Culture will be key to Space Force success

Organizational structure won't matter as much as adopting a service-oriented culture when it comes to the success of a new Space Force.

It’s easy to make jokes about the proposal to create a new military department for the Space Force, but the truth is that space has been crucial to national security since the 1950s. Satellites provide a significant portion of the intelligence the military uses for its operations. Likewise, communications also rely heavily on space capabilities. That’s why even serious critics of the proposal agree something needs to be done about how the military handles space.

“As people look to the future, if future conflicts are going to involve space, and if those future conflicts involve what is called a great power competitor, like Russia, or China, that is developing anti-satellite and counter-space capabilities, then the US is going to have to figure out how to deal with those threats to its space capabilities, and how to maintain its own access to space in those future conflicts,” said Brian Weeden, former Air Force space officer and director of program planning at the Secure World Foundation, said on Agency in Focus: Air Force.

Weeden said it’s less about the organizational structure, and more about the culture of the organization. Currently, the Air Force handles most of the military’s space operations, but its culture isn’t designed to prioritize space in any major way.

“One of the big criticisms of the current arrangement is that the U.S. Air Force has a culture built around aircraft and airplanes, and air dominance,” Weeden said. “And that is not well suited to creating space professionals that know and understand the space domain, which is very different from the air domain.”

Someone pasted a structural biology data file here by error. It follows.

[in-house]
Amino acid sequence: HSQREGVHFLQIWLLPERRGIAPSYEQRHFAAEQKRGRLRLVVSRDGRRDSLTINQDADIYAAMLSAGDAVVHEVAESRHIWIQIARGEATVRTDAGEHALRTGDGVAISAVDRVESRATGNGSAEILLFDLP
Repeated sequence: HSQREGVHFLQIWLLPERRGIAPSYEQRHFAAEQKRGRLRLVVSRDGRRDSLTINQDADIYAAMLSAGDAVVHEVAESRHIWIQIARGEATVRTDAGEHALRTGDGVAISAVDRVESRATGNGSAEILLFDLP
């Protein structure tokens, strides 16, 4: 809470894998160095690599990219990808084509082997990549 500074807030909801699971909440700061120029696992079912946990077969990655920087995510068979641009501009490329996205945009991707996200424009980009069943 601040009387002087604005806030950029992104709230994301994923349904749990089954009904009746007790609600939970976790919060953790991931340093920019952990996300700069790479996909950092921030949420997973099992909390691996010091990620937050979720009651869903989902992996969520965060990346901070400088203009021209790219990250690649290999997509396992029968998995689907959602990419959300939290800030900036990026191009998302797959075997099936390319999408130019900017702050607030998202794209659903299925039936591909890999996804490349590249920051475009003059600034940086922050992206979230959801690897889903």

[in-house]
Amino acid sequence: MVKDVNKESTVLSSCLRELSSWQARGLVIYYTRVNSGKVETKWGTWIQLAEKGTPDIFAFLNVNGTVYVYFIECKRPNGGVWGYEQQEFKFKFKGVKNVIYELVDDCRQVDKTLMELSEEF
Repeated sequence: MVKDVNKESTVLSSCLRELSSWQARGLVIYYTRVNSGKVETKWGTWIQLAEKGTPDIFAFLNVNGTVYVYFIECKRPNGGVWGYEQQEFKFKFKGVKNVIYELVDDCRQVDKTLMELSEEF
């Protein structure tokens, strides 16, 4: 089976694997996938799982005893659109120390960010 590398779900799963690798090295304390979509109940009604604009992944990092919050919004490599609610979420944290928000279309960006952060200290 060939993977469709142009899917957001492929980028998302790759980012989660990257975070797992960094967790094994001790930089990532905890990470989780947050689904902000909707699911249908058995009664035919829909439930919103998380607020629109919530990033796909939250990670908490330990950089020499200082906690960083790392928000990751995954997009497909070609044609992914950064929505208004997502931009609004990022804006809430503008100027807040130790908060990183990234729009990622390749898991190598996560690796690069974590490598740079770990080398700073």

He said getting the culture right of any new organization will be the key to success. One suggestion he had along those lines is that any new Space Force should shy away from more traditional warfighting culture.

“The space force that we create should have a service oriented culture that is more akin to an Air Mobility Command than a strict warfighting culture that an air combatant command would have,” Weeden said. “And why is that? Well, you know, we’re certainly going to have to deal with threats to US satellites, and also be able to take steps to deal with other countries like Russia and China’s use of their own space capabilities. But the primary focus is still going to be how those space capabilities enable and benefit US military activities on Earth. And so that is more of a service oriented mission, like tankers, and airlift, and other sorts of things that is absolutely critical to mission operations. But it’s a different mindset than going out and looking to blow things up or break things.”

Backing that up is the fact that most of the advances in space technology are coming out of the private sector. That means the acquisition side of any new space force will have to be geared toward services and capabilities. The days of standing up a new program with a lifecycle measured in decades and hundreds or thousands of personnel just to launch a few critical satellites are gone.

“That’s sort of the old way that military does space activities, and space acquisitions. And that just doesn’t cut it,” Weeden said. “Today, the pace of change is moving so much faster. There’s so many more options, instead of the Air Force owning and operating its own hardware, they could purchase commercial services, they can work with allies and partners to get access to capabilities. There are many other options out there. So that is a big part of this is fixing that acquisitions culture to allow the US military to move faster to stay ahead of potential competitors.”

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